“Stand down! All three of you. What's this about?” The captain had appeared from strategy and was looking at all three of them like they were petulant children. “Get in here, all of you.” The captain watched as all three stormed into strategy. Bill quickly took a seat, James and Sorensen stared each other down as they took opposing seats. “I will not have bickering or insubordination on my bridge or this ship. I also need information fast. Everybody gets one time that they can breach code to supply what they believe to be important. You have both used up your one. Sorensen, thank you for enforcing the chain of command, but I believe you have things to attend to. You are dismissed.” Sorensen looked hurt, but he straightened up, saluted the captain, and exited. The captain looked back at the two of them. “He's always been a bit tight in the pants, but you two can't do that. He is a good officer and far more experienced than the two of you combined.”

“I'm sorry sir, it's just that we might have something pertinent to our security on this ship. I didn't want to risk anything.” With that Bill proceeded to explain the explosion at the array. As he did so he noticed another detail. “Sir, I don't think the attack contingent knew we were at the array. The speed of the incoming ships gave them an intercept at the Eve. They had to brake hard to engage us. I'm not sure that the explosion was part of the plan.”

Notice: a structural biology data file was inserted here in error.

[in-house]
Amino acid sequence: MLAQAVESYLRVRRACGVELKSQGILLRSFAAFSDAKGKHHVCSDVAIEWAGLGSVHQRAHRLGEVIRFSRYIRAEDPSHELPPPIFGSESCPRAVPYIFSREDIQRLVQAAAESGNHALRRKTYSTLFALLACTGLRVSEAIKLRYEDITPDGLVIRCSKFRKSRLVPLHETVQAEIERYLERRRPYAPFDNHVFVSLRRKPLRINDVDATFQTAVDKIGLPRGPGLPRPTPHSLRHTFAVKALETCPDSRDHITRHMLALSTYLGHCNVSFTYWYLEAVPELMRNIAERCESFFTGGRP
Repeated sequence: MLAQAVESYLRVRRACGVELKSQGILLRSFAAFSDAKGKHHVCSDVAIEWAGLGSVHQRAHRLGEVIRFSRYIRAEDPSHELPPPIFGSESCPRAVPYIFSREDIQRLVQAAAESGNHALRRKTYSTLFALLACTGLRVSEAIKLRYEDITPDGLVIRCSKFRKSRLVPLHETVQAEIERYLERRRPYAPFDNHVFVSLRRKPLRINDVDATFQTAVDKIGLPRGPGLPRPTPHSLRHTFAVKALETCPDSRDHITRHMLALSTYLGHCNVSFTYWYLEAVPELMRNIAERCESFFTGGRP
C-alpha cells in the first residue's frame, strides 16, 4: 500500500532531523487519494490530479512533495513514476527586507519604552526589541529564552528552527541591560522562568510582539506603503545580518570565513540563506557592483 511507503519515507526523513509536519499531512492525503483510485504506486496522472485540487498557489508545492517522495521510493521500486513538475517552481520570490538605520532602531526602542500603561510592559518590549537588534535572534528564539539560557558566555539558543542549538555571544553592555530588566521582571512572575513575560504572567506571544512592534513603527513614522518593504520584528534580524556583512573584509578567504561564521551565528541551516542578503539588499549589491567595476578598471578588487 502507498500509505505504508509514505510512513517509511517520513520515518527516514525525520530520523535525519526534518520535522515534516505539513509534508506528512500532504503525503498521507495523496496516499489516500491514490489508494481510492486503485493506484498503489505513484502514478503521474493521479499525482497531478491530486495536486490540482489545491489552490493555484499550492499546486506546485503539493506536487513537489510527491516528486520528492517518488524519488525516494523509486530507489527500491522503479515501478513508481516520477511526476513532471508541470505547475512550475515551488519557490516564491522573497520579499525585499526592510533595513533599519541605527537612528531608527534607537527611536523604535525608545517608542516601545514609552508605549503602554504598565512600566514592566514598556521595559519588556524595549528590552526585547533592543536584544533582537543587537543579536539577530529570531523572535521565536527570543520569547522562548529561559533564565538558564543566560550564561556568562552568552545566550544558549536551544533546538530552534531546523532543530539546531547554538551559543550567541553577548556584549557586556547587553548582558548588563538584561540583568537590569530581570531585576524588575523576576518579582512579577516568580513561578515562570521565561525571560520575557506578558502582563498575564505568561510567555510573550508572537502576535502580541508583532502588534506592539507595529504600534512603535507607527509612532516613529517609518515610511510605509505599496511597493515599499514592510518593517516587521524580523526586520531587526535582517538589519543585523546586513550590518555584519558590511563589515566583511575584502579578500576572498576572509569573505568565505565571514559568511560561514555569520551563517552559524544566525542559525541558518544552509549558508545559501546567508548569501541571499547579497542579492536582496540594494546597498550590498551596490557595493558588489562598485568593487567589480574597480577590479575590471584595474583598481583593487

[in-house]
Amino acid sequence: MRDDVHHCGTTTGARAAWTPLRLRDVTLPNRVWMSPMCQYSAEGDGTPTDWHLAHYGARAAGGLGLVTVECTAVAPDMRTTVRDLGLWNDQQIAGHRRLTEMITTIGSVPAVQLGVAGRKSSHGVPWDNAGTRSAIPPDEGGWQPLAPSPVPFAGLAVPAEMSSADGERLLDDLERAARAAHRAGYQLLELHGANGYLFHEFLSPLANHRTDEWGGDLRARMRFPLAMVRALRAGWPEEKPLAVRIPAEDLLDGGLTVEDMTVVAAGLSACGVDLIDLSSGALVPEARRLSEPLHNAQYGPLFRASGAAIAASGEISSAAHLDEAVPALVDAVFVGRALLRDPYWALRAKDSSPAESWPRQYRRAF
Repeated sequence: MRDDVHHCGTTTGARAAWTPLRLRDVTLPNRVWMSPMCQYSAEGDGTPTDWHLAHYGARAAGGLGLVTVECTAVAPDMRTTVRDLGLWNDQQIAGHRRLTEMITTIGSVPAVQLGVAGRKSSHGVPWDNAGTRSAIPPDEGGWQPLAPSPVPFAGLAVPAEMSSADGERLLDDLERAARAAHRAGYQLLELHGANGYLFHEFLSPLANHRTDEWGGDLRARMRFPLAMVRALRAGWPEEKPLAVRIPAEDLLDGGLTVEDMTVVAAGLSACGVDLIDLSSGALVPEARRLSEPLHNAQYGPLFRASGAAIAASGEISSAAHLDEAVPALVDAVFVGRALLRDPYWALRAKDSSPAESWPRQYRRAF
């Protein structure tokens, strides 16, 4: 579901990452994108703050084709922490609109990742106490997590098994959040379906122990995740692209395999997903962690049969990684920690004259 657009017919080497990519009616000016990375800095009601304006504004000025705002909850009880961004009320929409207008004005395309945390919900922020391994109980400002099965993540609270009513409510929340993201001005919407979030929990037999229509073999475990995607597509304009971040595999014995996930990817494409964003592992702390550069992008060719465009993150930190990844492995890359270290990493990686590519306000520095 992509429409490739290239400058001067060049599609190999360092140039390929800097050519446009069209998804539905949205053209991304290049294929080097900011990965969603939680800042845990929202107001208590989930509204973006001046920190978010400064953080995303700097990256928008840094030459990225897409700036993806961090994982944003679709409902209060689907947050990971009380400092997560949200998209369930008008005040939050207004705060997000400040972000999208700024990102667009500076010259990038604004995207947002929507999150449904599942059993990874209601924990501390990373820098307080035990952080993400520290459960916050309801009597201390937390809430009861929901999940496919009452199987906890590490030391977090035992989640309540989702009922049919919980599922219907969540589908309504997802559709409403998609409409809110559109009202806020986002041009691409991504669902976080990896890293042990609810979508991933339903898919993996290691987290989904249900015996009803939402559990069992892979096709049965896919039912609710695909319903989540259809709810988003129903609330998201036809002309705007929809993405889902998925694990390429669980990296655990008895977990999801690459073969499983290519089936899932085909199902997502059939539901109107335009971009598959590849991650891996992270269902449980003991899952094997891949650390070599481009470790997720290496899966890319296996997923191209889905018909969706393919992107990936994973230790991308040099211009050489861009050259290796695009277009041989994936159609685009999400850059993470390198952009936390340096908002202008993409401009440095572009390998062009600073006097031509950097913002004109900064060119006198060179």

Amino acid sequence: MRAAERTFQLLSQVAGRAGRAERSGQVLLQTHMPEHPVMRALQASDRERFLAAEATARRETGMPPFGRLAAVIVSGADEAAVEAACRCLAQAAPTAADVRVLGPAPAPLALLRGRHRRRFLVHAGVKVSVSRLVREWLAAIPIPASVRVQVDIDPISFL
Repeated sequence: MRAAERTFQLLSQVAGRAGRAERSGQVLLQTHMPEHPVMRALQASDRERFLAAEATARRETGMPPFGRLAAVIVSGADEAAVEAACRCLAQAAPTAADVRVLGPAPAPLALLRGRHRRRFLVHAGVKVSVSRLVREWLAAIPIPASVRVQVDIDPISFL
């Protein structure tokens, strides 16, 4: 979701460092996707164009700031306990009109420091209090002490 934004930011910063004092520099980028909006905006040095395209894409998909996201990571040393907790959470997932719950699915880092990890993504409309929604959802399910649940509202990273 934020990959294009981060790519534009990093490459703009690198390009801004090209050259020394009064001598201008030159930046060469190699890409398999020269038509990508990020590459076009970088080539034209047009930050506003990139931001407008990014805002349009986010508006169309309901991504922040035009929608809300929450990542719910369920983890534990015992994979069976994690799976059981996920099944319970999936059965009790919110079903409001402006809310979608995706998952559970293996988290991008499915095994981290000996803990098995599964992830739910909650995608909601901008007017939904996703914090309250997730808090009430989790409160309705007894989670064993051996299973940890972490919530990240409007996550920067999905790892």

The captain leaned back in his chair, “interesting. The plot thickens doesn't it.” The captain took a deep breath, “I just got a message from fleet command on Mars, they are communicating a possible line of action. We have been ordered to continue on our mission to the Oort cloud. Command believes that this has something to do with that mission. I appreciate the snooping you have done, but I need you two to continue your training in the sims. If we don't recover that, we don't get to find out what's going on. Keep this information to yourselves and be alert once we pass Neptune's orbit. This could get ugly.”

Kelvin and Bacchi were waiting for the two at the sims. They exchanged information, had a quick conversation about the mission and set to a grueling nine hour training. Things went more smoothly after the tenth try. When the group finally exited the sims, they were weary and hungry. Bacchi suggested that they make their way to the mess hall.

“Don't get yourselves down. Your flying is great, but that is a dense field and your ships are bricks.” Bacchi saw the defeat in James' eyes.

Kelvin was more rationed with her praise, “you have gotten much better. And no one knows how you will do during the real mission. Try to focus in on the mission; it's difficult but possible.”